Entonces, you start at the beginning. With the *genuinely* crazy spending – the gas subsidy, the electric subsidy, the foreign aid, the Sukhois, the overpriced, made-for-forex-arbitrage bond issues. Billions and billions spent with no conceivable public policy rationale.

        Cut that!

        When you’re done, come back and we can talk about cestatiques for old folks…

        • But Quico, we’re not talking about what spending to “cut”, the discussion is what spending to add! It’s a tad different.

          Yes, there are crazier spending programs in the Venezuelan budget. It doens’t mean that we can afford a new one. We simply can’t.

        • Quico, I don’t think anyone is defending the way money is being spent by chavez… 😀 Had I known that was the choice, I’d be pulling the cestatique wagon.

    • Wait, wait, so out of the two comically overdrawn, strawman versions of our arguments, you find more bureaucracy more plop-worthy than starving viejitos!? Really?!

      • As a matter of fact I do. And this is nothing to do with starving viejitos. Juan said it best:

        But Quico, we’re not talking about what spending to “cut”, the discussion is what spending to add! It’s a tad different.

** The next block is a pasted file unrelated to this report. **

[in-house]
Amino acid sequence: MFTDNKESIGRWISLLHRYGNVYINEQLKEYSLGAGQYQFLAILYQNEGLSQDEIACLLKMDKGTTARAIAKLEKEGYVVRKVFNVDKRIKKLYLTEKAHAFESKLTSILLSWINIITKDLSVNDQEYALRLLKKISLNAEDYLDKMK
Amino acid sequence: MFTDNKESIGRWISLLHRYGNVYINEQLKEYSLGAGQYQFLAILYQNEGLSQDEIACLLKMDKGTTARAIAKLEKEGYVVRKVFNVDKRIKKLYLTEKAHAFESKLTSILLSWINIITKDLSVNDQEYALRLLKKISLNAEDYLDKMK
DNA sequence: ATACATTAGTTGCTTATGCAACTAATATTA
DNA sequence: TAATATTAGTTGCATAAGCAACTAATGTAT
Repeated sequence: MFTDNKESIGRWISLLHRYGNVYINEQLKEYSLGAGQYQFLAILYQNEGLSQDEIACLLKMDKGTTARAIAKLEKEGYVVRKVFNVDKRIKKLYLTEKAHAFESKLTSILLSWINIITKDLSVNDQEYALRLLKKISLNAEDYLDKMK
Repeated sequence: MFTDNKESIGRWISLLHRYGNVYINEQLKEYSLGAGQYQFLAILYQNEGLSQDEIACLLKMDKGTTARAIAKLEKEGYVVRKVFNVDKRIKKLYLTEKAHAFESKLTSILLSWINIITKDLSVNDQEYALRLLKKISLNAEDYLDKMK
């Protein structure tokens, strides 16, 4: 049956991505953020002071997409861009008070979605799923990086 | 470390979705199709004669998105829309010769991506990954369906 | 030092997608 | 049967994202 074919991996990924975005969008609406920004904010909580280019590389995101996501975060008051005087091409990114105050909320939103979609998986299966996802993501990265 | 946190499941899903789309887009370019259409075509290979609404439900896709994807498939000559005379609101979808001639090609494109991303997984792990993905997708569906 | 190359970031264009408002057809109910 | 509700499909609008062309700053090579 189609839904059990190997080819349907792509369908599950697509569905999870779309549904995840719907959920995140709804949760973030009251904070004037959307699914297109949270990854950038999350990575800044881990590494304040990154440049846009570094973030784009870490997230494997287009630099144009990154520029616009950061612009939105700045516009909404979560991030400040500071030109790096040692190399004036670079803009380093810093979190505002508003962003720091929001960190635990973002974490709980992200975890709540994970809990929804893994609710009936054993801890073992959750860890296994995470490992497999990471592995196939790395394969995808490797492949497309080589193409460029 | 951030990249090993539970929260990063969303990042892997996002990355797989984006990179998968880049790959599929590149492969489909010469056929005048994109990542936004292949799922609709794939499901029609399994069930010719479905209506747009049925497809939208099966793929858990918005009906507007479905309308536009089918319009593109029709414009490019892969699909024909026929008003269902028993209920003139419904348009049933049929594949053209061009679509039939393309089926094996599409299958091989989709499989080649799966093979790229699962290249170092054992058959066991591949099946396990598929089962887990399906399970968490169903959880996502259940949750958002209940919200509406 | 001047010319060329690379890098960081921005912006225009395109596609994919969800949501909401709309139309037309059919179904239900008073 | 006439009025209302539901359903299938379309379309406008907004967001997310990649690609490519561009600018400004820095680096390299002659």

4. I think you are forgetting one little fact: we are already on campaign for the coming elections. The opposition – especially the left parties inside it – need some kind of social cause that will help them with lower income class, the seniors and everyone with the right to vote.

    And of course it is insane to propose such thing as cestatickets for everybody: not only it will overload the national budget, but also hurt the private sector.

    In the end, I think it would be more reasonable to propose a raise in the pension, but one that should be financed entirely by the government. Where can that money come from? Just shut down all that money that is given away to Cuba, ALBA and cancel – when possible – all the military contracts that have been signed with Russia and the other so-called friends of the revolution. Who needs those weapons anyway?

    That should be probably the line that the opposition should be repeating everyday, every hour til the day of the election… Less money pa la revolución, mo’ money para el pueblo!

    • I would support expanding the pension program to include all citizens, and being an equal and raised amount: unconditional cash distribution.

      • Wait, wait … but you’re proposing doing that while at the same time reducing government bureaucracy!

        That’s the thing – a coherent proposal to re-shape where we spend the money and re-allocate spending from here to there is an interesting debate. But that’s not the debate we’re having! The one we’re having is A saying we should spend X more, and B saying we should spend 2X more.

        • Well, you know my stance, regarding the cestatique, it’s a no. You also know my stance regarding government spending as little as possible and no more than necessary, so 2X is a no, too, assuming X is already more than necessary. You may not know that I’m against governments taking out loans or churning out financial instruments simply because I believe governments should be able to stay within budget and budget should only be covered by taxation, so issuing bonds is a no.